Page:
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Sender: Mark Twain Forum <[log in to unmask]>
From: "Ballard, Terry Prof." <[log in to unmask]>
Date: Wed, 15 Dec 2004 13:58:17 -0500
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I'm not sure what went wrong, but let's try again with the message I
meant to send:

I think there is a good possibility that modern Americans have debased
the term "Fundamentalism." When I was a teenager I joined the Southern
Baptist Church, and was encouraged to read the entire New Testament. It
didn't take long for me to notice huge differences between what I was
reading and the religion that was coming down from the pulpit every
Sunday, which was dominated by a generous helping of Southern U.S.
cultural attitudes, and a carefully selected helping of a few Biblical
verses that furthered their agenda. This (and my career as a Baptist)
culminated in an informal survey one Sunday - the question was posed:
"How many of you would walk out of the church if a black family walked
in?" More than half of the people raised their hands. Even though you'd
be hard pressed to find a justification for this in the Bible, people
like this are labelled "Fundamentalists."

If one were truly a fundamentalist, one might emulate the culture and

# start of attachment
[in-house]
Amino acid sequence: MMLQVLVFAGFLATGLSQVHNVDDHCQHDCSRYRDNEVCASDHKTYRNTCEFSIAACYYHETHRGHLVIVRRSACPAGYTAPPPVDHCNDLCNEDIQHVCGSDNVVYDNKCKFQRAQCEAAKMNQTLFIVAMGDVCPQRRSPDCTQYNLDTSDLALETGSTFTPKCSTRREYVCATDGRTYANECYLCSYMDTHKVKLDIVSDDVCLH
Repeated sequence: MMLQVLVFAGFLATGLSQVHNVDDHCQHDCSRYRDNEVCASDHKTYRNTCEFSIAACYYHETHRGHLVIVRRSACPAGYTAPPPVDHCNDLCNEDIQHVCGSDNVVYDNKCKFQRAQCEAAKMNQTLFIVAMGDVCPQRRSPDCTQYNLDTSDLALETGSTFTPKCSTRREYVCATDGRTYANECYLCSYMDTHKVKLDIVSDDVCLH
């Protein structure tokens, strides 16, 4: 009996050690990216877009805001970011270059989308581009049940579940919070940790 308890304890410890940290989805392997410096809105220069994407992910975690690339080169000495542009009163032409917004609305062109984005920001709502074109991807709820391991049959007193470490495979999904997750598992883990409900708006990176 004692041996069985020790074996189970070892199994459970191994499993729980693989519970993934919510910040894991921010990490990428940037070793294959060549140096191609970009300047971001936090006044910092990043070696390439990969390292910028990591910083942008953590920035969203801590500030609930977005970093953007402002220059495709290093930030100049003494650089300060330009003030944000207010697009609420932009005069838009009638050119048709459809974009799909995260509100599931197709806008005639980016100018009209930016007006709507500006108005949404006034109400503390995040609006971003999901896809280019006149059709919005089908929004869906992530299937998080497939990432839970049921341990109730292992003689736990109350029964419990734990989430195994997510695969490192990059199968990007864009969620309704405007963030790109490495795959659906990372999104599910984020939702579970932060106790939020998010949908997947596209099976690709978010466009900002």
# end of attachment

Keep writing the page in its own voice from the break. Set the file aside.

attitudes of the Christians in the first few centuries. This is
documented in a book that Twain knew very well - "The History of
European Morals" by WIlliam Lecky (Paine wrote that Twain's copy had
many notes in the margins). Lecky describes a society where Christians
must perform substantial penance if they go off to war because it
violates the Christian ban on killing. This may seem somewhat shocking
in an era when Christians in airplanes will drop a 500 pound bomb in a
residential neighborhood because they have reliable intelligence that
Saddam Hussein was hiding out there (he wasn't). Looking out at America,
I don't see much evidence of these true fundamentalists, but maybe I'm
not looking hard enough.

Let's have Mark Twain weigh in on this in a quote from the Mysterious

"They all did their best--to kill being the chiefest ambition of the
human race and the earliest incident in its history-- but only the
Christian civilization has scored a triumph to be proud of. Two or three
centuries from now it will be recognized that all the competent killers
are Christians; then the pagan world will go to school to the
Christian--not to acquire his religion, but his guns."

     ^   The world is suffering from fundamentalism, and from people
scriptures literally and not figuratively.  Letters from Earth can speak
to this, but more likely, it could caused the outbreak of WWIII, by
reaction to the work from the ranks of fundamentalists world around.
Salmon Rushdie suffered banishment from his satirizing of the Koran, in
his book Satanic Verses, because of a bounty put on his head by the
followers of Khomeini, who condemned the book as blasphemy against Islam
& Mohammad.  And if MT were alive today, he would probably suffer a
similar fate from the likes of fundamentalists world around because of
Letters from Earth.

Terry Ballard
Quinnipiac University